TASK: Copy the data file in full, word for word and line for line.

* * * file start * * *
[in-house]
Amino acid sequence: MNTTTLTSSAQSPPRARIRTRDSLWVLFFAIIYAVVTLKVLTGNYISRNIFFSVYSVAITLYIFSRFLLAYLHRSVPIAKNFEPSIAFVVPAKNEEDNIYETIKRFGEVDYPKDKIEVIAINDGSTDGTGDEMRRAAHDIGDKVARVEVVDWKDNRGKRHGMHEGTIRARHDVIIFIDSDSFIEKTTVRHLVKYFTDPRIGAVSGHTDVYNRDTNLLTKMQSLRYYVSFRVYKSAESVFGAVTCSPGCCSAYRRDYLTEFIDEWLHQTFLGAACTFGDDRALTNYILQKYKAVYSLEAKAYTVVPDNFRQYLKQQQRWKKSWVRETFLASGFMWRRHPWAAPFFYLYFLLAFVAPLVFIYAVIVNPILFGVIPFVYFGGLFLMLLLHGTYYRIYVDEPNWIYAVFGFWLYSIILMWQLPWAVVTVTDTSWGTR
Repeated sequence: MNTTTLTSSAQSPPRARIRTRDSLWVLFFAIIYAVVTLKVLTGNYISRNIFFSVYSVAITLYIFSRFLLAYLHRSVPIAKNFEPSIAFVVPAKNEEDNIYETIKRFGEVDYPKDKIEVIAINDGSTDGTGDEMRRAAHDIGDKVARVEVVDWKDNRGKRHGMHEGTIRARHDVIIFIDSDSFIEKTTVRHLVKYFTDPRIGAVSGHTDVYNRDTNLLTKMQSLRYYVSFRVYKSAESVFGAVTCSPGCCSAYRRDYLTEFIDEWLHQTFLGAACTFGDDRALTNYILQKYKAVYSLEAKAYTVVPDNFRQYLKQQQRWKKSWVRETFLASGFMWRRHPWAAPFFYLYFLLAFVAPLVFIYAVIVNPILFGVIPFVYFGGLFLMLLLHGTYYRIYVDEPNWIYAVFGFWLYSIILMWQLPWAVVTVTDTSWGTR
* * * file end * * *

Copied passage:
[in-house]
Amino acid sequence: MNTTTLTSSAQSPPRARIRTRDSLWVLFFAIIYAVVTLKVLTGNYISRNIFFSVYSVAITLYIFSRFLLAYLHRSVPIAKNFEPSIAFVVPAKNEEDNIYETIKRFGEVDYPKDKIEVIAINDGSTDGTGDEMRRAAHDIGDKVARVEVVDWKDNRGKRHGMHEGTIRARHDVIIFIDSDSFIEKTTVRHLVKYFTDPRIGAVSGHTDVYNRDTNLLTKMQSLRYYVSFRVYKSAESVFGAVTCSPGCCSAYRRDYLTEFIDEWLHQTFLGAACTFGDDRALTNYILQKYKAVYSLEAKAYTVVPDNFRQYLKQQQRWKKSWVRETFLASGFMWRRHPWAAPFFYLYFLLAFVAPLVFIYAVIVNPILFGVIPFVYFGGLFLMLLLHGTYYRIYVDEPNWIYAVFGFWLYSIILMWQLPWAVVTVTDTSWGTR
Repeated sequence: MNTTTLTSSAQSPPRARIRTRDSLWVLFFAIIYAVVTLKVLTGNYISRNIFFSVYSVAITLYIFSRFLLAYLHRSVPIAKNFEPSIAFVVPAKNEEDNIYETIKRFGEVDYPKDKIEVIAINDGSTDGTGDEMRRAAHDIGDKVARVEVVDWKDNRGKRHGMHEGTIRARHDVIIFIDSDSFIEKTTVRHLVKYFTDPRIGAVSGHTDVYNRDTNLLTKMQSLRYYVSFRVYKSAESVFGAVTCSPGCCSAYRRDYLTEFIDEWLHQTFLGAACTFGDDRALTNYILQKYKAVYSLEAKAYTVVPDNFRQYLKQQQRWKKSWVRETFLASGFMWRRHPWAAPFFYLYFLLAFVAPLVFIYAVIVNPILFGVIPFVYFGGLFLMLLLHGTYYRIYVDEPNWIYAVFGFWLYSIILMWQLPWAVVTVTDTSWGTR